eco-stunts, book deals, and their effects on the rest of us

August 28, 2009

Hmmm, a major motion picture now, eh? Im glad he was doing it for the right reasons.

Hmmm, a major motion picture now, eh? I'm glad he was doing it for the right reasons.

The New Yorker’s Elizabeth Kolbert has a wonderful undercut of the so-called eco-stunts, or living an extremely environment-friendly lifestyle, and the publicity surrounding them. Her primary targets are bloggers-et-book writers Colin Beaven (No Impact Man) and Vanessa Farquharson (Sleeping Naked Is Green: How an Eco-Cynic Unplugged Her Fridge, Sold Her Car, and Found Love in 366 Days), both of whom adopted extreme eco-lifestyles for a period of time, blogged about it, and then got a book deal. After describing all the measures they take, like going without a refrigerator, toilet paper, and cars/trains/buses/subways, her closing paragraph sums it all up particularly well:

The real work of “saving the world” goes way beyond the sorts of action that “No Impact Man” is all about.

What’s required is perhaps a sequel. In one chapter, Beavan could take the elevator to visit other families in his apartment building. He could talk to them about how they all need to work together to install a more efficient heating system. In another, he could ride the subway to Penn Station and then get on a train to Albany. Once there, he could lobby state lawmakers for better mass transit. In a third chapter, Beavan could devote his blog to pushing for a carbon tax. Here’s a possible title for the book: “Impact Man.”

Seriously, take the fifteen minutes to read this article. It’s good.

I’m going to take her criticism of such publicity stunts (she reminds us that Colin Beavan’s idea of living a no impact life arose from a lunch conversation with his agent about his next book project) one step further: not only are they inane and self-promoting, but they trivialize environmental measures the rest of us — in the real world — take.

Notice that once the book deal is finished, these authors revert mostly back to their original, planet-killing lifestyle. If I were to read such a book, I would probably feel some mixture of shame — that my own life was not more environmentally efficient — and humor — because the life described by the authors sounds so crappy.

Such accounts of “extreme” lifestyles seem to trivialize the things the rest of us do to help out, like switching in CFL bulbs, recycling, and turning the lights off. Compared to the “extreme” lifestyles, some might think that these small measures don’t have as significant an impact and thus aren’t worth being as diligent about. What a shame, because those small measures we all take work into our life are by far the best sources of energy efficiency.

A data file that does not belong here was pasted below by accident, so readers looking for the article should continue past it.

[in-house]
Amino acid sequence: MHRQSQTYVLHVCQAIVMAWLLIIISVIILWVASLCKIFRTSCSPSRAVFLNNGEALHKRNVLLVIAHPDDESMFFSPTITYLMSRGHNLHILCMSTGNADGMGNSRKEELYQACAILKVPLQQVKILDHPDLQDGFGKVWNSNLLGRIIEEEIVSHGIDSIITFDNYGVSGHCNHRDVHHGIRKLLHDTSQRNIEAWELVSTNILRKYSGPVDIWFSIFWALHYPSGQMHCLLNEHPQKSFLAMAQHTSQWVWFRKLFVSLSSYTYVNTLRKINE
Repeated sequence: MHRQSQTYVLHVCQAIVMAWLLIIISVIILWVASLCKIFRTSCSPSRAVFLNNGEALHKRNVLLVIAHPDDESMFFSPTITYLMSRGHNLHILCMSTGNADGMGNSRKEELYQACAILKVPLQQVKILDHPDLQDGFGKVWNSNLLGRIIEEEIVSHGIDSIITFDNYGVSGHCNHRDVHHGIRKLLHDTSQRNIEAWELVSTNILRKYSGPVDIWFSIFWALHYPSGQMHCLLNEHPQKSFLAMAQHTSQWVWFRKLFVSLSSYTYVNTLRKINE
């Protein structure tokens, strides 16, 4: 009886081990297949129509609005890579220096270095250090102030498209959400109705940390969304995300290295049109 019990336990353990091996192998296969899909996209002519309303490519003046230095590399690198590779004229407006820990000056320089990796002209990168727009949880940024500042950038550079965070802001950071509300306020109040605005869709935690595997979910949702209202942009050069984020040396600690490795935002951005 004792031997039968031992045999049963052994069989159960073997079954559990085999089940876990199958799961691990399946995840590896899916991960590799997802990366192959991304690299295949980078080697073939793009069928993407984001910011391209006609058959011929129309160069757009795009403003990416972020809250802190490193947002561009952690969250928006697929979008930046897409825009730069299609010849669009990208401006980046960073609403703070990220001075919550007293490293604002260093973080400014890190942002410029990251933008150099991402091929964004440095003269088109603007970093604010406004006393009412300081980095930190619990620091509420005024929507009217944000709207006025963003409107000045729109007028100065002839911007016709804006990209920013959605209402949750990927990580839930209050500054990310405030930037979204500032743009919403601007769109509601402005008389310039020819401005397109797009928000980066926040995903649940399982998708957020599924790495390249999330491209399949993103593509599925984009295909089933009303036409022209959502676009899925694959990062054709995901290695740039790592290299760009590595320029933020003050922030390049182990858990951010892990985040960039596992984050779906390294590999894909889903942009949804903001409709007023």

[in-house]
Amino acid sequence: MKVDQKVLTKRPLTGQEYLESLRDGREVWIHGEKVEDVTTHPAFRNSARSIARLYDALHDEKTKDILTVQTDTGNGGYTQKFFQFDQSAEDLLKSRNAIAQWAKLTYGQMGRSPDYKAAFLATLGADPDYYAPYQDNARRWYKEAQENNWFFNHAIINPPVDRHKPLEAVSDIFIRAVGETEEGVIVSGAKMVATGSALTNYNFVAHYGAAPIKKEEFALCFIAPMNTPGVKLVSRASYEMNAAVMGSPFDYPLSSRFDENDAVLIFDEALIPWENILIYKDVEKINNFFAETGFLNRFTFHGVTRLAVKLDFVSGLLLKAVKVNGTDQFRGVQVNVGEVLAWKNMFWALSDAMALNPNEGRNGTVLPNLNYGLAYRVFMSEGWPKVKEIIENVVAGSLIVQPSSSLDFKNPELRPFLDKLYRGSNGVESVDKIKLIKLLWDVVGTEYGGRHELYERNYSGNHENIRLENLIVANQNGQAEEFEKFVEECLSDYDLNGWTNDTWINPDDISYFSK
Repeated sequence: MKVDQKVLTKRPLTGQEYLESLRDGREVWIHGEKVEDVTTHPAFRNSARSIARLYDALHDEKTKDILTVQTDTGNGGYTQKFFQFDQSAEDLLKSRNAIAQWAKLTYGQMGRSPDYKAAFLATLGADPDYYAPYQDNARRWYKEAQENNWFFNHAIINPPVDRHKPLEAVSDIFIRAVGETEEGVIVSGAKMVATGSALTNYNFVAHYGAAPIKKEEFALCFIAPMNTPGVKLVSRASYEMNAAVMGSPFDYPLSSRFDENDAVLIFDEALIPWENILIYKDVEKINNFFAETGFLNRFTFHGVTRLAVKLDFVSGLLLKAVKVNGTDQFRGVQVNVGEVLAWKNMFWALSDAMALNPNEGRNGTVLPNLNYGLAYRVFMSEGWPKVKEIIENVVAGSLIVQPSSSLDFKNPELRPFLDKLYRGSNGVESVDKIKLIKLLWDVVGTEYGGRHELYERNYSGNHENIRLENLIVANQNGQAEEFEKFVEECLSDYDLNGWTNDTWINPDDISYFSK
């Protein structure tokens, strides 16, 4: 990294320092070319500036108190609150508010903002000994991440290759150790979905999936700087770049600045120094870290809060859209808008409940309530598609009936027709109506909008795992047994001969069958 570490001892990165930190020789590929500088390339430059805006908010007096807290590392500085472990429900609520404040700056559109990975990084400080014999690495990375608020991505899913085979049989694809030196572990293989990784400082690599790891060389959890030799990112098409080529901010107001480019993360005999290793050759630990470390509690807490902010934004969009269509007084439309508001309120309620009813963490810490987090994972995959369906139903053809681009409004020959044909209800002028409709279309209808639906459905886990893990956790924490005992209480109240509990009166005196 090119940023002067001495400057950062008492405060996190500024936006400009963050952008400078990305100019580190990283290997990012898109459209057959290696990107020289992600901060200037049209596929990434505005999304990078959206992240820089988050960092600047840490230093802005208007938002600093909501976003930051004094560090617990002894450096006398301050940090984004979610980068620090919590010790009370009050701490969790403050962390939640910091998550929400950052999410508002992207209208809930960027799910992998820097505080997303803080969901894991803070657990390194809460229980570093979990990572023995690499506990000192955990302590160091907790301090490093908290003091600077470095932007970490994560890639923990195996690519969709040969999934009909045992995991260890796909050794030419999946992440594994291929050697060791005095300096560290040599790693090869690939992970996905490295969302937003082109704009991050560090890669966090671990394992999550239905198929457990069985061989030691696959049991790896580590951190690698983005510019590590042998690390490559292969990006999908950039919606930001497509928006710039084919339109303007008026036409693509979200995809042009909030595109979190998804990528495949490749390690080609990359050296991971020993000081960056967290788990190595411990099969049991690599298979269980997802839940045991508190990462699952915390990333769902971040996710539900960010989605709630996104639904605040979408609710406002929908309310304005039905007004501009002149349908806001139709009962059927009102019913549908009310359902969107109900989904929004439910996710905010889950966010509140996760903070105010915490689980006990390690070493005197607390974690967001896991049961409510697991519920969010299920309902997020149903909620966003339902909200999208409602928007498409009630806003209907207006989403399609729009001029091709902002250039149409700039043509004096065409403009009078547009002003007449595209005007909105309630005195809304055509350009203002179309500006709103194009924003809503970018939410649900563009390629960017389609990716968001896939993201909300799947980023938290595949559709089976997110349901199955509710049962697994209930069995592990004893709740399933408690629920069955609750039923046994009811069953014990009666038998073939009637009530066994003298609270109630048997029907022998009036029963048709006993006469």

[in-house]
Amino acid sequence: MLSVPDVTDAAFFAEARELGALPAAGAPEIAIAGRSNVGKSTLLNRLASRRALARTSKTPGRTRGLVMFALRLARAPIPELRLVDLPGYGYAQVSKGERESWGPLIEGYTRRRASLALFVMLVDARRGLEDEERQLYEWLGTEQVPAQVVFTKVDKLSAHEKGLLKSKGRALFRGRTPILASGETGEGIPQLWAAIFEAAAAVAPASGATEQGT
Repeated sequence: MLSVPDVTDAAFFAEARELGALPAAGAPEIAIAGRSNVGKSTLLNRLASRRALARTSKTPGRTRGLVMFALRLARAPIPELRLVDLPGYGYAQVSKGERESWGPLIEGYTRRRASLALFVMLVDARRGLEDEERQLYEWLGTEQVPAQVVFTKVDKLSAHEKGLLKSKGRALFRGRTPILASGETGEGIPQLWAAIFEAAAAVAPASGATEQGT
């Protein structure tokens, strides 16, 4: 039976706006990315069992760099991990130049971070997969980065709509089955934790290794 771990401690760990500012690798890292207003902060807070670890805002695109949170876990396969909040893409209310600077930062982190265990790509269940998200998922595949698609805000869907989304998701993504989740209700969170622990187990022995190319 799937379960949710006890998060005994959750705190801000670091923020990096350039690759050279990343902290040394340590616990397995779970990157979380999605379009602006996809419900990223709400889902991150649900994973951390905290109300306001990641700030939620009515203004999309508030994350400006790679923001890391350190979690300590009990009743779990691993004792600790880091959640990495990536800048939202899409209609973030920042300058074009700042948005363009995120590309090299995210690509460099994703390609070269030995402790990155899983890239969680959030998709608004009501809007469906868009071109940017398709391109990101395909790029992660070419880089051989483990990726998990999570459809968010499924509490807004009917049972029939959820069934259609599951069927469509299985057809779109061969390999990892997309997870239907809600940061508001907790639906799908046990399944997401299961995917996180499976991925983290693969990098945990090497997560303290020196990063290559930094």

Someone needs to write a book about reinsulatining his house, riding his bike more, installing a smart electricity meter, going to the farmer’s market, and installing solar panels on his roof. The book needs to span a year, and then another, and then another, and another. That stuff doesn’t make us feel bad about what we do. It makes us think, “Hmm, that sounds pretty doable.” The key part is that there’s no end point to “experiment.” It’s a sustainable (ahh…wordplay) lifestyle.

Of course, such a book would be quite boring. But that’s the point, isn’t it. It’s not about selling copies. It’s getting us to change our lifestyles — for good.

One Response to “eco-stunts, book deals, and their effects on the rest of us”

  1. You present a situation that reveals many dimensions of a flawed American character, when it comes to both basic problem-solving and cultural introspection. An important, but largely unexplored, caveat of Kolbert’s insightful essay is our obsession with “extreme” anything, readily visible in all genres of entertainment, in particular the wildly improbable “reality” shows that consistently earn top ratings (despite my private prediction years ago that the trend would wane). The biggest irony of extreme scenarios in the context of environmentalism grows out of the basic difference between mere voyeurism and emulation. We amuse ourselves by watching morbidly obese people try to lose weight in all sorts of extreme ways, but we struggle to improve our own health in very simple, modest, and most importantly, private ways.

    It’s worth recalling, too, that there was nothing extreme about Thoreau’s “experiment” in 1845! Living simply, on the land, from the sweat of one’s brow, may have been a stunt for a young, urban intellectual, but it was an altogether banal reality for most people in the mid-19th century, even for most Americans. Our slavish consumerism and economic shortsightedness are a much more recent phenomenon, I’m afraid. That brings me to the best part of Kolbert’s fine critique, which is the addendum you provide in your post. Meaningful changes in behavior don’t have to be extreme to have serious environemental impact. In some cases, the smaller the better, if only because the more likely to be emulated by people who aren’t big on self-sacrifice. Perhaps the biggest weakness of our middle-class, liberal, environmental movement is that it is too often motivated by guilt and not plain commonsense. Guilt is not a very productive emotion, least of all in the long time horizons required by true environmentalism. Positive change requires a clear mind and a quiet commitment to efficiency.

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